Running water

  • Nepal should reserve the right to use fresh water runoffs for irrigation while signing the PTA with India
- Prakash Bom
Running water

Aug 5, 2014-

South Asia supports a quarter of the world population and posesses one twentieth of the world’s annual renewable fresh water resources.  The annual per capita of renewable fresh water resources in Nepal is 9,600 m3, whereas it is 1.2 m3 for India. This means, Nepal’s fresh water resources can be used for multiple purposes other than just generating hydropower. Therefore, the Agriculture and Water Resources Committee in Parliament must not pressurise the government to sign a Power Trade Agreement (PTA) with India in a hurry. The signing has been thankfully postponed for now and until that materialises, Nepal needs to scrupulously analyse the terms and conditions of the accord.

Plan to use

In most developed nations, 75 percent of renewable fresh water is used in agriculture—for irrigation and livestock—20 percent is used in industries and 5 percent for domestic purposes—drinking, cooking and sanitation. Whereas, in Nepal, only 10 percent of the total freshwater runoff is used in agriculture for irrigation. Nepal has yet to build canals for irrigation to commercialise agriculture, horticulture and livestock.

That is why the PTA with India must not restrict Nepal to constructing hydropower but also to develop agriculture and industries along the rivers. Unless the Government of Nepal develops a plan for the commercialisation of agriculture and builds water supply systems to support its population, its renewable fresh water resources will be of no use.     

Political parties in Nepal have been prosposing an agenda to transform traditional agriculture into commercial farming for a long time now. Accordingly, the budget for the fiscal year 2014/15 has  allocated funds for agricultural development.  But if the parties and government planners both fail to act with urgency to develop systems to use renewable fresh water resources in agriculture, the funds could just go to waste. That is to say, in order to focus on commercial farming, horticulture, livestock and fisheries, Nepal must build canals for irrigation, fishery and transport, particularly along the Inner Tarai and other regions of the Tarai.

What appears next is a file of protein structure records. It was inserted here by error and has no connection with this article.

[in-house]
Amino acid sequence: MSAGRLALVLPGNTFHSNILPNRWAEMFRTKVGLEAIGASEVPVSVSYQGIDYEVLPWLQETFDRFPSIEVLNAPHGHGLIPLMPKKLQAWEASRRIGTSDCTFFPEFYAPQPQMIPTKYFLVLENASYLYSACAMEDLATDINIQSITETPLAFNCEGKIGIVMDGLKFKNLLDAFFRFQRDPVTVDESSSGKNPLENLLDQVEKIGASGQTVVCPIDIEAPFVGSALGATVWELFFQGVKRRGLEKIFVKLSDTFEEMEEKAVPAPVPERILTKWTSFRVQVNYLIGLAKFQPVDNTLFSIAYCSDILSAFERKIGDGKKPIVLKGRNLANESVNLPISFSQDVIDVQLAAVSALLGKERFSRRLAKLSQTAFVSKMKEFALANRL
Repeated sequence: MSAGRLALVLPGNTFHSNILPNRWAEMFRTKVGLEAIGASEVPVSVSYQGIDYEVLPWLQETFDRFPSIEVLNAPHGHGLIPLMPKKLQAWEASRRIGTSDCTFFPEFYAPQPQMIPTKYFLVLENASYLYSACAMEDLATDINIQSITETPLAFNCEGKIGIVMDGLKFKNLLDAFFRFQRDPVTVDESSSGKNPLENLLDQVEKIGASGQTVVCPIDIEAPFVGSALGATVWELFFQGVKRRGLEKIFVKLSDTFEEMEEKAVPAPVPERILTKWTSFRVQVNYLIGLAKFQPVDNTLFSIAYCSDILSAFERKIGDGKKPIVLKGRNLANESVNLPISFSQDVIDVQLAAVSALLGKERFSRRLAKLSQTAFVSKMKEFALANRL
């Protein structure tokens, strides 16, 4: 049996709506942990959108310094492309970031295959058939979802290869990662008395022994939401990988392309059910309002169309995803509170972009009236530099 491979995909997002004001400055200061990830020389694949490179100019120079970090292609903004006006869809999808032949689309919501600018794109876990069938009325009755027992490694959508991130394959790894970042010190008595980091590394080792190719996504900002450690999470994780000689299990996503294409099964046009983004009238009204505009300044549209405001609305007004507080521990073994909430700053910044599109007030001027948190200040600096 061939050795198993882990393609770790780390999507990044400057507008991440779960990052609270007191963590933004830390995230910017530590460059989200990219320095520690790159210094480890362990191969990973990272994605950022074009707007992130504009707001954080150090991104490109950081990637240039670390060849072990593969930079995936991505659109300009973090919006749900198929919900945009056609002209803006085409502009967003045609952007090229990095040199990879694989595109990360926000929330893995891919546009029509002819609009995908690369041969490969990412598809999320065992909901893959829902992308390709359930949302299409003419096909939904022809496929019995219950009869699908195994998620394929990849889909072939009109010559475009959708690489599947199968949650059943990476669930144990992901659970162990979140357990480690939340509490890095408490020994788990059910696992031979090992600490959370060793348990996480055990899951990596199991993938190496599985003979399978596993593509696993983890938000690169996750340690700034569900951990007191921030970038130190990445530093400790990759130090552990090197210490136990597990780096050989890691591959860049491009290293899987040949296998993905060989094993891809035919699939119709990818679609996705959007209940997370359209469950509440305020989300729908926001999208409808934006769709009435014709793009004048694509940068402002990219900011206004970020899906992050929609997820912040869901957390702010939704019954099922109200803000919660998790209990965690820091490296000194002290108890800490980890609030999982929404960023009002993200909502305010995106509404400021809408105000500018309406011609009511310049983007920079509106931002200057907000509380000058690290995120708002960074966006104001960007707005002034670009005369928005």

Canals for growth

The canals must run east or west, but not to the south, along the plains of the Chure hill bases. For instance, if canals are to be built with the runoffs of the Karnali river from Chisapani, one canal can be built to flow to the west and merge into the Mahakali river and another to the east, all the way to the Narayani.  Similarly, a canal can be built from the runoffs of the Narayani river from the north of Narayanghat through Hetauda, Nijgad to the Koshi river, where water can flow towards both the east and the west. Such canals will provide ample opportunity to the private sector to commercialise farming with sufficient irrigation, provide water for fisheries, livestock, industries, transports and generate hydroelectricity all along the canals.  

It should not be difficult to imagine building canals, as all developed countries also transformed their agriculture through commercial farming and became industrialised. In the US, New York state, for example, built a 336 mile (584 km) long Erie Canal from Lake Erie (one of the Great Lakes) to the Mohak River, which merged into the Hudson River in 1825. This commercialised New York’s farming with industries and water transports. Similarly, the Sutlej canal transformed India’s Punjab, Haryana and Rajasthan states. A canal, apart from supporting agriculture, also manages floods and acts as a water reservoir.      

If the main political parties and government have the nerve and vision to build an east-west canal along the Inner Tarai and Tarai, they must reserve the right to use the waters of the Karnali, Gandak and Koshi to build such canals while signing the PTA with India. If they fail, Nepal will have difficulty commercialising agriculture and developing its industries.  And even if India is unwilling to do so, then Nepal can build such canals on its own.  

Funds from the people

If the Nepal government does not have the budget for it, it must come up with a policy to raise funds by introducing a Citizens’ Entitlement Law for huge national investments on a voluntary basis, which will yield pension and health care coverage to those who invest. For instance, if 10 million participants invest Rs 1,000 each month, $100 million will be collected in one month alone.  If the government can convince the citizens of such a law, which can be guaranteed by the Central Bank, then they are likely to invest in this pursuit of building the nation.       

Besides, Nepal is politically committed to federalism. This means that there will soon be constitutional processes to form federal states. Each federal state will have right to self-governance and self-autonomy. Therefore, while signing the PTA with India, it is imperative to reserve the right to use renewable fresh water runoffs along the proposed hydropower houses.

So it is crucial that the main political parties and the government be careful while signing the PTA with India, despite the calls of members of the Agriculture and Water Resources Commission and cross-party lawmakers to speed up the work just for the sake of hydropower. The government should ensure that it protects the national interest relating to the industrialisation of future federal states. If the PTA is not signed with that provision, it will not be a win-win deal with India.

Bom is associated with the Non-Resident Nepali Association, New York, the US

Published: 06-08-2014 09:02

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